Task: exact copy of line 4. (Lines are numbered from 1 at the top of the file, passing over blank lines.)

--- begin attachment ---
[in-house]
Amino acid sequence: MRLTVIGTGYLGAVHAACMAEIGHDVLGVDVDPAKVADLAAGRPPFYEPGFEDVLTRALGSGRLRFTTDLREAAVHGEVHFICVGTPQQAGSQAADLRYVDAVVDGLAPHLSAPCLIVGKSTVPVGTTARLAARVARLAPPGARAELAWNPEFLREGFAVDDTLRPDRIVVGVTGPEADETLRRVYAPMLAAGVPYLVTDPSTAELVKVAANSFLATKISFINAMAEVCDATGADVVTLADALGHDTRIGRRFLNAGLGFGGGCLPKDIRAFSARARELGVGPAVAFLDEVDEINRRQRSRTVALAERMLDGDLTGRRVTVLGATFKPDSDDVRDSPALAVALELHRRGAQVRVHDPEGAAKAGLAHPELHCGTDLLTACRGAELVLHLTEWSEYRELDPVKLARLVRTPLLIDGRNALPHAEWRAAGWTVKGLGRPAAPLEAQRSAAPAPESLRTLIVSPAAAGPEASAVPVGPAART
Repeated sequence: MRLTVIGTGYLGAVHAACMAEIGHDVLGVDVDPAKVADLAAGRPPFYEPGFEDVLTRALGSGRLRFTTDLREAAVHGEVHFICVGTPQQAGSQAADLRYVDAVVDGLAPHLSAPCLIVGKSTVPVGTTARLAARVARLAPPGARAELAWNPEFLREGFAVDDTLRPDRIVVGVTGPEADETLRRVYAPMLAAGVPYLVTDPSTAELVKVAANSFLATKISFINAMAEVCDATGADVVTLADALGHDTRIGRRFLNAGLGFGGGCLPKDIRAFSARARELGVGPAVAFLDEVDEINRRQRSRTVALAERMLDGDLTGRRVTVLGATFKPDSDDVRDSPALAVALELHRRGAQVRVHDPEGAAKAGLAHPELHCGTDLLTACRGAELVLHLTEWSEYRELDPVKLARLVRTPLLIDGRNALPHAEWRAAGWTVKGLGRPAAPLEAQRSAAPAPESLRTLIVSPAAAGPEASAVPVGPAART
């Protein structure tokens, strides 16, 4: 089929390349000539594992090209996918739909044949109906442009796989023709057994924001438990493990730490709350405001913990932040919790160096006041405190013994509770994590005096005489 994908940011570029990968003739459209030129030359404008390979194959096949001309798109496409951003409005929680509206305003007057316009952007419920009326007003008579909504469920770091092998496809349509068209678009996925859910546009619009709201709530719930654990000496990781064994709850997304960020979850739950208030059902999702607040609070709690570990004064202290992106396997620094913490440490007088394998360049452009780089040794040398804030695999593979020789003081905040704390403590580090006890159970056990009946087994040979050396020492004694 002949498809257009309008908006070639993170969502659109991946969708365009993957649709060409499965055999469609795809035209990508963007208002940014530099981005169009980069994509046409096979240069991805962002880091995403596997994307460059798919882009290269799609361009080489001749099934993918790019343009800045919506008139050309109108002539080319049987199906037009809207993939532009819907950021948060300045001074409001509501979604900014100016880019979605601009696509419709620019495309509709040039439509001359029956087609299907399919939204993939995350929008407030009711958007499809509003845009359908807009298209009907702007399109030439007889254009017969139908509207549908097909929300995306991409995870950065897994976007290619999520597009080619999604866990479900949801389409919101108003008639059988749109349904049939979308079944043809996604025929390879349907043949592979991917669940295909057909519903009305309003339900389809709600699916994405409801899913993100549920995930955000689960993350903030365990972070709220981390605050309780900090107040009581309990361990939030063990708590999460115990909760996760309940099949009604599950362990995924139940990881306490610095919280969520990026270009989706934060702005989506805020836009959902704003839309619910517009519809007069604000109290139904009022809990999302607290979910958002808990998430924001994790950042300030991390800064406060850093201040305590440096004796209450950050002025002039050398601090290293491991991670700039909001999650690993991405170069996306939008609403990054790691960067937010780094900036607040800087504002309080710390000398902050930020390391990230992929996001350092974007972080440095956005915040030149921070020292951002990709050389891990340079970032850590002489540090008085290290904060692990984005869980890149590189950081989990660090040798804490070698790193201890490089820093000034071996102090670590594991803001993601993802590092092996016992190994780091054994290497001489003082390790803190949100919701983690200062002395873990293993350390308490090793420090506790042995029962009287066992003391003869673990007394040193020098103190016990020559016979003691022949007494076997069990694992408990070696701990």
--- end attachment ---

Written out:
């Protein structure tokens, strides 16, 4: 089929390349000539594992090209996918739909044949109906442009796989023709057994924001438990493990730490709350405001913990932040919790160096006041405190013994509770994590005096005489 994908940011570029990968003739459209030129030359404008390979194959096949001309798109496409951003409005929680509206305003007057316009952007419920009326007003008579909504469920770091092998496809349509068209678009996925859910546009619009709201709530719930654990000496990781064994709850997304960020979850739950208030059902999702607040609070709690570990004064202290992106396997620094913490440490007088394998360049452009780089040794040398804030695999593979020789003081905040704390403590580090006890159970056990009946087994040979050396020492004694 002949498809257009309008908006070639993170969502659109991946969708365009993957649709060409499965055999469609795809035209990508963007208002940014530099981005169009980069994509046409096979240069991805962002880091995403596997994307460059798919882009290269799609361009080489001749099934993918790019343009800045919506008139050309109108002539080319049987199906037009809207993939532009819907950021948060300045001074409001509501979604900014100016880019979605601009696509419709620019495309509709040039439509001359029956087609299907399919939204993939995350929008407030009711958007499809509003845009359908807009298209009907702007399109030439007889254009017969139908509207549908097909929300995306991409995870950065897994976007290619999520597009080619999604866990479900949801389409919101108003008639059988749109349904049939979308079944043809996604025929390879349907043949592979991917669940295909057909519903009305309003339900389809709600699916994405409801899913993100549920995930955000689960993350903030365990972070709220981390605050309780900090107040009581309990361990939030063990708590999460115990909760996760309940099949009604599950362990995924139940990881306490610095919280969520990026270009989706934060702005989506805020836009959902704003839309619910517009519809007069604000109290139904009022809990999302607290979910958002808990998430924001994790950042300030991390800064406060850093201040305590440096004796209450950050002025002039050398601090290293491991991670700039909001999650690993991405170069996306939008609403990054790691960067937010780094900036607040800087504002309080710390000398902050930020390391990230992929996001350092974007972080440095956005915040030149921070020292951002990709050389891990340079970032850590002489540090008085290290904060692990984005869980890149590189950081989990660090040798804490070698790193201890490089820093000034071996102090670590594991803001993601993802590092092996016992190994780091054994290497001489003082390790803190949100919701983690200062002395873990293993350390308490090793420090506790042995029962009287066992003391003869673990007394040193020098103190016990020559016979003691022949007494076997069990694992408990070696701990």